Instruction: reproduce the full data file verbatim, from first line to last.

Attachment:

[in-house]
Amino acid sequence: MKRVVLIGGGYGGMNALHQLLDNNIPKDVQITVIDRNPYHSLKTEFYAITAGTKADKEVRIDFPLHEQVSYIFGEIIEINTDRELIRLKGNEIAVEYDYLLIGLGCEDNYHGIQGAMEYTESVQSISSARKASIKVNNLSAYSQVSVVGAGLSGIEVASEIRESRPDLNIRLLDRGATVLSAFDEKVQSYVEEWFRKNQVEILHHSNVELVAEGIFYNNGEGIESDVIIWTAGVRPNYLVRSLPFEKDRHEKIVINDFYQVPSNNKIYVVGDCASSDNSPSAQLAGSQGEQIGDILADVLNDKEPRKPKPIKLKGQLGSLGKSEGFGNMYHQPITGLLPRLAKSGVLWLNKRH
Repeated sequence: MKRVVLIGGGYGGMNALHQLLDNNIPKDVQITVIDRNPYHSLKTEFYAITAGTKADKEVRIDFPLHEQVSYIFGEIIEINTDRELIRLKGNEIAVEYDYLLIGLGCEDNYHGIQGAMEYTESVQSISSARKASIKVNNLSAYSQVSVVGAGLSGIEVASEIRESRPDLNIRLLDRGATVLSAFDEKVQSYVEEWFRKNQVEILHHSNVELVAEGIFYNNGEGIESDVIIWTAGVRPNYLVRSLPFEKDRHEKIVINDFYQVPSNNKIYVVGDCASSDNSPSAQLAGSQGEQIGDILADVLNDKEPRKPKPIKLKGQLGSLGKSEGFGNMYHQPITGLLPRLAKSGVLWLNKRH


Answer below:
[in-house]
Amino acid sequence: MKRVVLIGGGYGGMNALHQLLDNNIPKDVQITVIDRNPYHSLKTEFYAITAGTKADKEVRIDFPLHEQVSYIFGEIIEINTDRELIRLKGNEIAVEYDYLLIGLGCEDNYHGIQGAMEYTESVQSISSARKASIKVNNLSAYSQVSVVGAGLSGIEVASEIRESRPDLNIRLLDRGATVLSAFDEKVQSYVEEWFRKNQVEILHHSNVELVAEGIFYNNGEGIESDVIIWTAGVRPNYLVRSLPFEKDRHEKIVINDFYQVPSNNKIYVVGDCASSDNSPSAQLAGSQGEQIGDILADVLNDKEPRKPKPIKLKGQLGSLGKSEGFGNMYHQPITGLLPRLAKSGVLWLNKRH
Repeated sequence: MKRVVLIGGGYGGMNALHQLLDNNIPKDVQITVIDRNPYHSLKTEFYAITAGTKADKEVRIDFPLHEQVSYIFGEIIEINTDRELIRLKGNEIAVEYDYLLIGLGCEDNYHGIQGAMEYTESVQSISSARKASIKVNNLSAYSQVSVVGAGLSGIEVASEIRESRPDLNIRLLDRGATVLSAFDEKVQSYVEEWFRKNQVEILHHSNVELVAEGIFYNNGEGIESDVIIWTAGVRPNYLVRSLPFEKDRHEKIVINDFYQVPSNNKIYVVGDCASSDNSPSAQLAGSQGEQIGDILADVLNDKEPRKPKPIKLKGQLGSLGKSEGFGNMYHQPITGLLPRLAKSGVLWLNKRH